With tech taking over every corner of our world, it’s only natural that digital crimes like identity theft are increasing in popularity. According to Life Lock, nearly 60 million Americans were affected by some form of identity theft in 2018. We can only expect those numbers to rise as the years go by.
That being said, the best way to protect yourself and your family from identity theft is to understand the crime of identity theft and it’s many forms. In this article, we’re going to bring you up to speed on what identity theft is and how digital criminals leverage tech to steal your identity.
What is identity theft? Identity theft is the crime of posing as another individual on the internet (and in rare cases- in real life). Nearly all identity theft crimes fall under two categories:
- True name theft: A person will use another individual’s personal information to create accounts, open credit cards, and use lines of credit.
- Account takeover: A person will use a victim’s already existing accounts to rack up credit cards bill, make debit withdrawals, and so on.
Though there are countless ways for a person to perform identity theft, the majority of these crimes fall into:
- Tax-related theft. A criminal may use a victim’s social security number to file a false tax return.
- Health insurance theft. Cases of health insurance theft are due to criminals stealing a citizen’s health insurance information in order to gain coverage for themselves.
- Child identity theft. Are you one of the many 18-year-olds who found a car had been bought in their name before they could drive? Child identity theft crimes take place when a criminal uses a child’s social security number and name to purchase a car, open government benefits, and so on.
- Senior citizen theft. As senior citizens are often easier to confuse, they’re often the target of online and offline identity theft crimes. This can range from stealing bank accounts to applying for loans.
With the basics of how identity theft is performed in writing, let’s move on to how to protect yourself from identity theft.
How to Protect Yourself from Identity Theft
There are dozens of ways for criminals to steal personal information- both online and offline. From small one-off crimes to large data breaches, there are various practices people can use to lower their chance of having their identity stolen.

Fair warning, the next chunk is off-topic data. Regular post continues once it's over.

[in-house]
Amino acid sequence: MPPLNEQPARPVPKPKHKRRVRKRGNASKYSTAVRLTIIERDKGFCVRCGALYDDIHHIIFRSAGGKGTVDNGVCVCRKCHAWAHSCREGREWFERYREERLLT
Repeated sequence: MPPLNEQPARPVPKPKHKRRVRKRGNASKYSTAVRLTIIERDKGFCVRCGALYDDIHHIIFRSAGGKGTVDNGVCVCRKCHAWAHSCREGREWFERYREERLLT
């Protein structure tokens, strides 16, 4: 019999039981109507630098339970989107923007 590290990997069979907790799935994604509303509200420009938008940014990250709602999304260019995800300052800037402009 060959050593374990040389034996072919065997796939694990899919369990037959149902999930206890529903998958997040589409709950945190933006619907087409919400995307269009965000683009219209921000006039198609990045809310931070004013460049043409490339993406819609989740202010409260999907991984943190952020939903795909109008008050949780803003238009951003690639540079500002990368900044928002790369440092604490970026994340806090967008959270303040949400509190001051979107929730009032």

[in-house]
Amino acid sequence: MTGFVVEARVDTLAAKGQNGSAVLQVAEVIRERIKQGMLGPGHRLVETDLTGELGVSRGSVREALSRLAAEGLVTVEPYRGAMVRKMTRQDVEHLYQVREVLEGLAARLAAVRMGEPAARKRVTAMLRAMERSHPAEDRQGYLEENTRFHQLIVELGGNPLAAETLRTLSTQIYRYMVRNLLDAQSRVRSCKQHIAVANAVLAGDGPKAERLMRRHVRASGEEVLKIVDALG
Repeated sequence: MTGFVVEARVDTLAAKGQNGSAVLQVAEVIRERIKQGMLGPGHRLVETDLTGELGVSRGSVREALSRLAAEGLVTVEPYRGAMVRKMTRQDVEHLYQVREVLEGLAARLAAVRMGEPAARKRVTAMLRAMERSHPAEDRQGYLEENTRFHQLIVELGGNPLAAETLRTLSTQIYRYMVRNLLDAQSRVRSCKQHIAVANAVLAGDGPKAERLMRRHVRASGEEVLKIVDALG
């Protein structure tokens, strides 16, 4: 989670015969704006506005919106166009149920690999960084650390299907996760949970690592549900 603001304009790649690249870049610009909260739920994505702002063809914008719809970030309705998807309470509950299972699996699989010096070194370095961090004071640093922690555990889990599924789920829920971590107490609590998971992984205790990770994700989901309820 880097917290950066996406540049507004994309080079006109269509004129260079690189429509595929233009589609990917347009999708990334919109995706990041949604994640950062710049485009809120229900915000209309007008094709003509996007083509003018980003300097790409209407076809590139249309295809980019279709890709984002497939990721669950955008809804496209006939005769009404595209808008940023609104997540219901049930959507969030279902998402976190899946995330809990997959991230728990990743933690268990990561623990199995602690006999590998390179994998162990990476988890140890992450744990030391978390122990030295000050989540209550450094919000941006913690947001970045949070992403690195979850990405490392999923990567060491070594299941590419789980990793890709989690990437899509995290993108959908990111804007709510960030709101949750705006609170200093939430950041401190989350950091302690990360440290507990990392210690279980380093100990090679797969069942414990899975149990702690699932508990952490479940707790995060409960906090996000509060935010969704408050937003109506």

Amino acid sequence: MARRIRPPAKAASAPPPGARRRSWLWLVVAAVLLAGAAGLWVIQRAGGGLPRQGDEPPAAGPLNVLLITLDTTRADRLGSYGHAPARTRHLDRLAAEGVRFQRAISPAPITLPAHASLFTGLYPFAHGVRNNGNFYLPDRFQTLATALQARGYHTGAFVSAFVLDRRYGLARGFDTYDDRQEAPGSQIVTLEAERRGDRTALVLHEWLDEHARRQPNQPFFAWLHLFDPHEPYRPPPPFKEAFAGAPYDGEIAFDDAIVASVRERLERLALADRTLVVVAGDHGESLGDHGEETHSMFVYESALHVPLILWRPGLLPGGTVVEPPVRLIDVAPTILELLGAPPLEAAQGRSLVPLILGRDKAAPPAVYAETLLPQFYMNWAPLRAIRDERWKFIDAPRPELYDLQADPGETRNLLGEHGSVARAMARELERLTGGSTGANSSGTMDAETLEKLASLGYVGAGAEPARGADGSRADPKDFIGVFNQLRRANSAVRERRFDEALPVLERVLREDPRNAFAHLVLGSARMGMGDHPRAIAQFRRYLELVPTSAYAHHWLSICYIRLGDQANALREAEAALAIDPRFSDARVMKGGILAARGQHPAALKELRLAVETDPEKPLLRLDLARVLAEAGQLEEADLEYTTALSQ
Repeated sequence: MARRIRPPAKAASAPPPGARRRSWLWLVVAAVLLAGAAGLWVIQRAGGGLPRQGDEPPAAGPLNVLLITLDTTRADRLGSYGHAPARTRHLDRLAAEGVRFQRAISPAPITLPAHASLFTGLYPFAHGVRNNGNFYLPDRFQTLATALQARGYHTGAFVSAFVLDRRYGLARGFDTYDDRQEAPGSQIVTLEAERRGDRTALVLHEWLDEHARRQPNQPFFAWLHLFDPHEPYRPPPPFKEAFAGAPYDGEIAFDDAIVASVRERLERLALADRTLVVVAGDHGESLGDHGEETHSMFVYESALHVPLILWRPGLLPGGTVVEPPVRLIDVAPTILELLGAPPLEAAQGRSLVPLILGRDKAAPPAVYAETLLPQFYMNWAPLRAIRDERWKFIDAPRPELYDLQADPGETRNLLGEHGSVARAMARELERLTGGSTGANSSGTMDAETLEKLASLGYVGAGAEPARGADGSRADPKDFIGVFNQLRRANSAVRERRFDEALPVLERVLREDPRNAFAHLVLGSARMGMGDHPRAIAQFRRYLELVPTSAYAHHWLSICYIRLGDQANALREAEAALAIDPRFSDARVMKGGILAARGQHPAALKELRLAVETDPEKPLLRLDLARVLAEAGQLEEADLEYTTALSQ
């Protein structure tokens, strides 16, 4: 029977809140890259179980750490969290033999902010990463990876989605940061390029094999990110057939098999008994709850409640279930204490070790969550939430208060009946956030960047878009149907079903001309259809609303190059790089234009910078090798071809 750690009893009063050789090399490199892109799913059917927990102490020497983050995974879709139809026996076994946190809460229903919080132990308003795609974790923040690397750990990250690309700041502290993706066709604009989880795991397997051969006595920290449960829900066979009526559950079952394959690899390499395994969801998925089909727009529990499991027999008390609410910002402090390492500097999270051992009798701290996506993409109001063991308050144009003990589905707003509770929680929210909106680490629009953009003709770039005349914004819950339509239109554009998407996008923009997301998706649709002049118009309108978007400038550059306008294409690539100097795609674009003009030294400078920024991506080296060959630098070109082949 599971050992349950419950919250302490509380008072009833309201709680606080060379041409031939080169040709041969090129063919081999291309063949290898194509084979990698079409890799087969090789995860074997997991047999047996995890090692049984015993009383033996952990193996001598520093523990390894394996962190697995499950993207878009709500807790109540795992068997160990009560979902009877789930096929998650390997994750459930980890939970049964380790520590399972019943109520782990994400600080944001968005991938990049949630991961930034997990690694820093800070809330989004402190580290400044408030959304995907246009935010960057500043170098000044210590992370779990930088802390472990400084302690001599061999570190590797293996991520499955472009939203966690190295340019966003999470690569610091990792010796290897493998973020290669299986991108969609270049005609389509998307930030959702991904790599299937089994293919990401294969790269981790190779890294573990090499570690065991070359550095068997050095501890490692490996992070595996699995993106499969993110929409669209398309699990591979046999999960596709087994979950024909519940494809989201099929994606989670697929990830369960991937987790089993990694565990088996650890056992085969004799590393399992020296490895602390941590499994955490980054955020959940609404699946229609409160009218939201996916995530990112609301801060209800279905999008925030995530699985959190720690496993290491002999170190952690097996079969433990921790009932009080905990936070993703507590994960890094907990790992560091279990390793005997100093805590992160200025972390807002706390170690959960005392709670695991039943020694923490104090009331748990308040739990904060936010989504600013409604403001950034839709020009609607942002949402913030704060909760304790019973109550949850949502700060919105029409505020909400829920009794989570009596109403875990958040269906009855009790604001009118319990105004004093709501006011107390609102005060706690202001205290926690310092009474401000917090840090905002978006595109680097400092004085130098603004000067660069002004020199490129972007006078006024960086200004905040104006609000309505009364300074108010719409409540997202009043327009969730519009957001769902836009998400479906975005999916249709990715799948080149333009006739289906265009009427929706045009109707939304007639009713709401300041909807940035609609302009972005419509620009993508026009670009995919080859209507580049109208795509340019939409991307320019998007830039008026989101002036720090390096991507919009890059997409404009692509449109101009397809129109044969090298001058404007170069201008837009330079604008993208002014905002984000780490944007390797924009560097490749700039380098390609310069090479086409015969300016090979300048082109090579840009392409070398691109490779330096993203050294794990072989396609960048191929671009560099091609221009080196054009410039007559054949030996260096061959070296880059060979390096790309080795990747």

- Do not put your personal information on websites without HTTPS in the URL. HTTP websites are not secure and are ten times more likely to be hacked than those with a HTTPS.
- Never put personal information into a website on a public computer, WiFi Network, or unknown device.
- Use strong passwords. Avoid using the same password for everything. Think about it: If they have one of your passwords, they have them all.
- Consider using a security service like Last Pass or a VPN network to make sure your internet connection is private.
- Use two-factor verification whenever you can. After all, the chances they have your cell phone are incredibly low.
- Never write passwords for websites down a piece of paper. If someone steals the paper, they will be able to steal your identity online without ever stealing your wallet.
- Don’t leave your personal belongings unattended in public.
- Never share your PIN or card numbers with anyone over the phone (call or text).
- Use a lockbox or safe to keep sensitive materials like your social security card and bank statements safe.
The golden rule for keeping your information secure is: If you’re not sure it’s safe, it isn’t.
Common Signs of Identity Theft
Unfortunately, identity theft is hard to catch early and is usually detected after a person is already suffering from the effects of the crime. To minimize your risk, be aware of the common signs of identity theft:
- Unusual account activity. Getting notifications that your account has been logged on to by an unusual device? Time to change your passwords and ramp up security.
- Social media break-ins. Some identity theft starts with stealing social media accounts. You may recognize this has happened to you by logging and realizing there are messages or posts that you did not create. If this is the case, immediately change your passwords and contact the support of the social media service you’re using. Social media networks like Facebook have an entire reporting center dedicated to this process.
- Random delivery notices. Got a notice that your package will be arriving soon? Well, if you haven’t ordered anything it’s time to change those passwords and contact your bank.
- Unrecognized charges. The benefit of bank statements goes deeper than keeping your finances in order. They also allow you to find small charges that are unrecognized before they become big ones. If you’re seeing charges from establishments you know you haven’t visited, contact your bank immediately.
If you’re finding these signs a bit too late, the best thing you can do is contact your bank, change your passwords, and begin putting blocks on every account that may be compromised. For some, this will include calling collection agencies to inform them that your identity has been stolen.
Have you been a victim of identity theft? What do you wish you’d known to watch out for? Share your story in the comments, you may just save someone’s identity.